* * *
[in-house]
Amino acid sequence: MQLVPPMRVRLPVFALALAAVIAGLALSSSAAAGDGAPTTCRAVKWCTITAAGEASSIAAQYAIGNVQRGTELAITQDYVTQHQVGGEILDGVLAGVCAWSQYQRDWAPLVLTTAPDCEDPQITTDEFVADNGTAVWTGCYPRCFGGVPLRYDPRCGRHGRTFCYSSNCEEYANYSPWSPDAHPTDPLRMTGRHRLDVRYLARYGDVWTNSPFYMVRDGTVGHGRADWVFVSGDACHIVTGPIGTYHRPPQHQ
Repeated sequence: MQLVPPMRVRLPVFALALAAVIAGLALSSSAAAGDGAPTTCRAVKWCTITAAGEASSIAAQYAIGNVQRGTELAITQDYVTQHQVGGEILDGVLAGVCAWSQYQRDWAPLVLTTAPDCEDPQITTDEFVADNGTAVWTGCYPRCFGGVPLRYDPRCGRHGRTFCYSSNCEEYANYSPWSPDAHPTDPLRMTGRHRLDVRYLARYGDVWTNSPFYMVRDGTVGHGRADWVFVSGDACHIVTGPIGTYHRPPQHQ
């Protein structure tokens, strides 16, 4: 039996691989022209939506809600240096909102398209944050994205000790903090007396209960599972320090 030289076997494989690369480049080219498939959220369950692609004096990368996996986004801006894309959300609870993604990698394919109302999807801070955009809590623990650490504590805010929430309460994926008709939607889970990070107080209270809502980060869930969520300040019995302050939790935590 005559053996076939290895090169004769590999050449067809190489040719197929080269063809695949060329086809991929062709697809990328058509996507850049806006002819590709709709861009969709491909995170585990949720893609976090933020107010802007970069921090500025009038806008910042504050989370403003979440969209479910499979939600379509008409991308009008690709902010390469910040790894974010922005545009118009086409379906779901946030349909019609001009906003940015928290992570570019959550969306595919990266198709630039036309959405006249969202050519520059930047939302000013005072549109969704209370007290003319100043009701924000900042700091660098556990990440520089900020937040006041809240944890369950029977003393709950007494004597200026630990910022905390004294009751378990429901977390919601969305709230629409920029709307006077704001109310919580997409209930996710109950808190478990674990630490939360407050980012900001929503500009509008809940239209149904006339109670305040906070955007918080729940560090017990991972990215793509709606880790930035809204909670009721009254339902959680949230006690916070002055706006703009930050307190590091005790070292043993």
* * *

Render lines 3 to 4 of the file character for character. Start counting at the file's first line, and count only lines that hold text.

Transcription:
Repeated sequence: MQLVPPMRVRLPVFALALAAVIAGLALSSSAAAGDGAPTTCRAVKWCTITAAGEASSIAAQYAIGNVQRGTELAITQDYVTQHQVGGEILDGVLAGVCAWSQYQRDWAPLVLTTAPDCEDPQITTDEFVADNGTAVWTGCYPRCFGGVPLRYDPRCGRHGRTFCYSSNCEEYANYSPWSPDAHPTDPLRMTGRHRLDVRYLARYGDVWTNSPFYMVRDGTVGHGRADWVFVSGDACHIVTGPIGTYHRPPQHQ
């Protein structure tokens, strides 16, 4: 039996691989022209939506809600240096909102398209944050994205000790903090007396209960599972320090 030289076997494989690369480049080219498939959220369950692609004096990368996996986004801006894309959300609870993604990698394919109302999807801070955009809590623990650490504590805010929430309460994926008709939607889970990070107080209270809502980060869930969520300040019995302050939790935590 005559053996076939290895090169004769590999050449067809190489040719197929080269063809695949060329086809991929062709697809990328058509996507850049806006002819590709709709861009969709491909995170585990949720893609976090933020107010802007970069921090500025009038806008910042504050989370403003979440969209479910499979939600379509008409991308009008690709902010390469910040790894974010922005545009118009086409379906779901946030349909019609001009906003940015928290992570570019959550969306595919990266198709630039036309959405006249969202050519520059930047939302000013005072549109969704209370007290003319100043009701924000900042700091660098556990990440520089900020937040006041809240944890369950029977003393709950007494004597200026630990910022905390004294009751378990429901977390919601969305709230629409920029709307006077704001109310919580997409209930996710109950808190478990674990630490939360407050980012900001929503500009509008809940239209149904006339109670305040906070955007918080729940560090017990991972990215793509709606880790930035809204909670009721009254339902959680949230006690916070002055706006703009930050307190590091005790070292043993």